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  • Resource Database Search Methods - use two search engines, External (Google) & NW Internal - results may vary

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    Note: This search will show a maximum of 250 listings.
    Resources: 2 listings
    Name and DescriptionNationLocation
    King Philip's War Club
    Wampanoag US - Northeast
    In 1913 Dr. Warren King Moorehead learned that Mrs. Laura Daniels had in her possession King Philip's War Club. Apparently, she is descended from the Rev. John Checkley, a Church of England clergyman who became a missionary to the Indians in Providence. As the story goes, he secured the relic along with a pipe and a belt from the Indian (Alderman) who shot Philip in 1676. The club was handed down from person to person to Mrs. Laura Anne Daniels (maiden name Fuller) of Union, Maine. Miss Clara Endicott Sears purchased the club in 1930. It was stolen from the Fruitlands Museums in 1970. And, in the summer of 1995, it was returned to the museum.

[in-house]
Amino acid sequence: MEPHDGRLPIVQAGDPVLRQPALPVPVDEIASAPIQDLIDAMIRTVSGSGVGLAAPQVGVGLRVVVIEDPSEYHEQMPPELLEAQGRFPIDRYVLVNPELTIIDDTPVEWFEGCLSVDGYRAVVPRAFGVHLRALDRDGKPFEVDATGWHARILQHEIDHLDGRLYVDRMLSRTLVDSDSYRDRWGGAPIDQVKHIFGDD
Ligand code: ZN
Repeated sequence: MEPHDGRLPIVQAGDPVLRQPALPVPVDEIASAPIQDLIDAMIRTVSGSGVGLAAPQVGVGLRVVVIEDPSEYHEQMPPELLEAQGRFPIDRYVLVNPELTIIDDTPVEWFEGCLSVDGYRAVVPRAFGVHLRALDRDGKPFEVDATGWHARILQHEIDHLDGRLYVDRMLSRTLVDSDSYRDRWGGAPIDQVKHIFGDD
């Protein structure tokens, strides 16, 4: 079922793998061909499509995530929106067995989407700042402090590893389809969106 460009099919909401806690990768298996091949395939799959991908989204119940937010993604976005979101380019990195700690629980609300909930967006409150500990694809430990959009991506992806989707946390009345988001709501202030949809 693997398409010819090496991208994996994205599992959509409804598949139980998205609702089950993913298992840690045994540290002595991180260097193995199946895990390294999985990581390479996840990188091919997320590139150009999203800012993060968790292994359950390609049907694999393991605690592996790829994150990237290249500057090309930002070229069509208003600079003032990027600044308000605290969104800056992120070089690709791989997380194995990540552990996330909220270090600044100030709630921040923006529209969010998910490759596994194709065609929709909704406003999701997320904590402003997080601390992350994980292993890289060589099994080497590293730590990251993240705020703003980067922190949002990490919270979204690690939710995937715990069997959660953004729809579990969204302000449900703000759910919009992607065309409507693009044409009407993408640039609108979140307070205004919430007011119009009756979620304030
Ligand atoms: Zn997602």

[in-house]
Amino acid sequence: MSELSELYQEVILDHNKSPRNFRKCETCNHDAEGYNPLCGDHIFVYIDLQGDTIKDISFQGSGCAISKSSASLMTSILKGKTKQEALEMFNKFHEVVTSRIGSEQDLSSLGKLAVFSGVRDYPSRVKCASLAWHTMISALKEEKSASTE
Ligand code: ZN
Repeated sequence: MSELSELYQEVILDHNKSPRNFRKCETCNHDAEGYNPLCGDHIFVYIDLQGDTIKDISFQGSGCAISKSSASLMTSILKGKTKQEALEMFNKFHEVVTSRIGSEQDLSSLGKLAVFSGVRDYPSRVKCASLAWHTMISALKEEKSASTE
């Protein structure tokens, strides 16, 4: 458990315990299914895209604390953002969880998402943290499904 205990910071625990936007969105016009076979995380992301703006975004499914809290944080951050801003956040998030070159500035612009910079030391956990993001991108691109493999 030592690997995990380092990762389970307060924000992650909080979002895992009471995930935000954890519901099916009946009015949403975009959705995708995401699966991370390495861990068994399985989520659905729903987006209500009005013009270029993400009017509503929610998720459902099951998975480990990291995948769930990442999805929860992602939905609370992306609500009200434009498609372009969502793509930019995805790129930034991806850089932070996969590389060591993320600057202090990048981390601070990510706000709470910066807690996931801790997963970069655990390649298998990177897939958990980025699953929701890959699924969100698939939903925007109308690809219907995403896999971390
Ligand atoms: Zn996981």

White Birch
      US - Northeast
    The graceful white birch, often planted in yards as an ornamental tree, is native to the Connecticut River Valley. This species grows wild throughout northern North America, and can be found in woods, most easily identified by its pure white bark that peels off the trunk in thin, paper-like layers. Another of this plant's common names, paper birch, and its scientific name, Betula papyrifera, which means paper- bearing birch, reflect the paper-like nature of the tree's outer bark.

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